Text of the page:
Prep. Serve. Consume. Restaurant operations seem simple enough. After all, it’s just food, right? But where does it go when you don’t like it? What happens to the wrong orders? Half-eaten plates? Aging ingredients? It’s simple, and you already know the answer. It goes in the trash. This protocol is upheld in the interest of consumer health. And yet, somehow this etiquette has led to a massive oversight in consumption and waste patterns. The chaos of a full restaurant, matched with the logistical nightmare of preparing for a “rush,” has created an abundant waste problem—one with a 161 billion price tag.
Harmful Habits with Big Impact
At present, the United States is wasting 40% of its food each year. Not only is that an enormous ethical dilemma, it is also extremely expensive. The resources that are poured into food production and transportation are being lost on wasteful habits. If all the work of growing, harvesting, labor, and transportation is lost to waste, then so too are the resources that enable the production in the first place. What’s more, food produces harmful greenhouse gases. Landfills are overflowing with rotting food, which releases methane into the atmosphere. Food waste in restaurants has created an environmental disaster—one that will take diligence and commitment to resolve.
If 40% of the food in America is wasted, then surely Americans are overfed and healthy? Wrong. This is where food waste becomes shameful. What about the hungry and the homeless? America has a food waste problem, but it also, ironically, has a hunger problem. Food insecurity leads many to cherish their meals, as they have no reliable source of food. So how have we come to the point where excess food is being tossed out and hungry mouths are going unfed? It comes down to habits.
Food waste is not limited to restaurants, though they often steal the spotlight because they are literally in the business of preparing food. Consumers also contribute to the problem through misguided and unprepared shopping and eating habits. A lack of education on the matter has led to a gross misuse of products that are still safe to eat but often end up in the trash. The root of the problem, then, lies in a lack of analysis over habits. Restaurants and consumers must take a step back and explore the ways they use their food.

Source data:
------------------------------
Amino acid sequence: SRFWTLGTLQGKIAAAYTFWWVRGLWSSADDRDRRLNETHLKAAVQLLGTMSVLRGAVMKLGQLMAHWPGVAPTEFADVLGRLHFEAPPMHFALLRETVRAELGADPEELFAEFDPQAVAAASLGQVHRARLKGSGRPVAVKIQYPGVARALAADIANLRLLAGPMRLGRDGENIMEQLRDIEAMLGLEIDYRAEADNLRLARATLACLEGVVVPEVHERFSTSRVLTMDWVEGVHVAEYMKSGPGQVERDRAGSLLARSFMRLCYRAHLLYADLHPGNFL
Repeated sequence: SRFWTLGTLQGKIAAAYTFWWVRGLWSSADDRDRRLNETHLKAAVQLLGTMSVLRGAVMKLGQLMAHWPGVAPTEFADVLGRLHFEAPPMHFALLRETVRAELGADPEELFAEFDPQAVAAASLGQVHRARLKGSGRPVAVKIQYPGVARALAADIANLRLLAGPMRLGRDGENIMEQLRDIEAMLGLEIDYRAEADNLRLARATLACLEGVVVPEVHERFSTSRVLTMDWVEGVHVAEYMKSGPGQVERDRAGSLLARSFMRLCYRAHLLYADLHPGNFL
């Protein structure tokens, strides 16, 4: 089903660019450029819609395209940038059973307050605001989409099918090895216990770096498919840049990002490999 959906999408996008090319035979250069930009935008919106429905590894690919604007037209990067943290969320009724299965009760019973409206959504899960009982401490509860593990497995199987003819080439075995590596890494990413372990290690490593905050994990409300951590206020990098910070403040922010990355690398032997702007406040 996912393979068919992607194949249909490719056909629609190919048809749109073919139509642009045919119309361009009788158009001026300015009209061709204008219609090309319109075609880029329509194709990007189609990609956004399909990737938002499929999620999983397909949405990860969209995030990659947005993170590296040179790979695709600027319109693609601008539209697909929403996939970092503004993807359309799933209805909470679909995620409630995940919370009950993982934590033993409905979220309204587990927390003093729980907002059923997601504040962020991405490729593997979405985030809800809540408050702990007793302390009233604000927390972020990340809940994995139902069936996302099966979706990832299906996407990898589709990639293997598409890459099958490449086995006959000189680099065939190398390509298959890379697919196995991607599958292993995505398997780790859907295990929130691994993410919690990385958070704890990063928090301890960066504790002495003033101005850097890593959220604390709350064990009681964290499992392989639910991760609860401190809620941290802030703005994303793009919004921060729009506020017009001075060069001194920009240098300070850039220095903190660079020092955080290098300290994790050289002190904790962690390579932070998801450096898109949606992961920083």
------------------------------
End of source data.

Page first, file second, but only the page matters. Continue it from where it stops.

Here Are 2 Interesting Initiatives on What to Do with Waste Food:
Education on food waste still has a long way to go, but some trailblazers have emerged with exciting technology and initiatives to drive change. Marc Zornes, co-founder of Winnow, rose to the challenge when he saw that a change needed to be made in the restaurant industry. “The fear of running out,” was and continues to be a motivator for restaurants to over-prepare dishes. Chefs are afraid of losing business or falling behind, so they prep several meals in advance. Oftentimes, however, the math is off by a large margin, and the food is simply wasted. Zornes’ Winnow technology works to combat this behavior by allowing chefs and kitchen staff to input the items they throw away. Winnow’s scale measures food waste by bin, thus allowing kitchen management to analyze the way they use their food. Winnow’s early adopters rave that the technology has saved them money and changed the way they view waste.
Another great initiative is Instock, a trio of restaurants, whose menus are crafted from surplus supermarket items. The idea for Instock was pitched by three friends, Bart Roetert, Freke van Nimwegen and Selma Seddik. They were devastated at the amount of food that was wasted by local supermarkets. Day-old bread and blemished produce were being thrown out when it could have been saved for consumption. They wanted to make an impactful statement, so they drove around collecting all the excess food from local markets. They used that “waste” to make new and exciting dishes that could be served to the public. Instock now attracts the attention of both foodies and earth-friendly consumers. Instock also has an online marketplace where surplus food can be sold to caterers. A school program was also drafted in conjunction with the Instock initiative. The program aims to educate young children about smart consumption habits, as well as the dangers of food waste.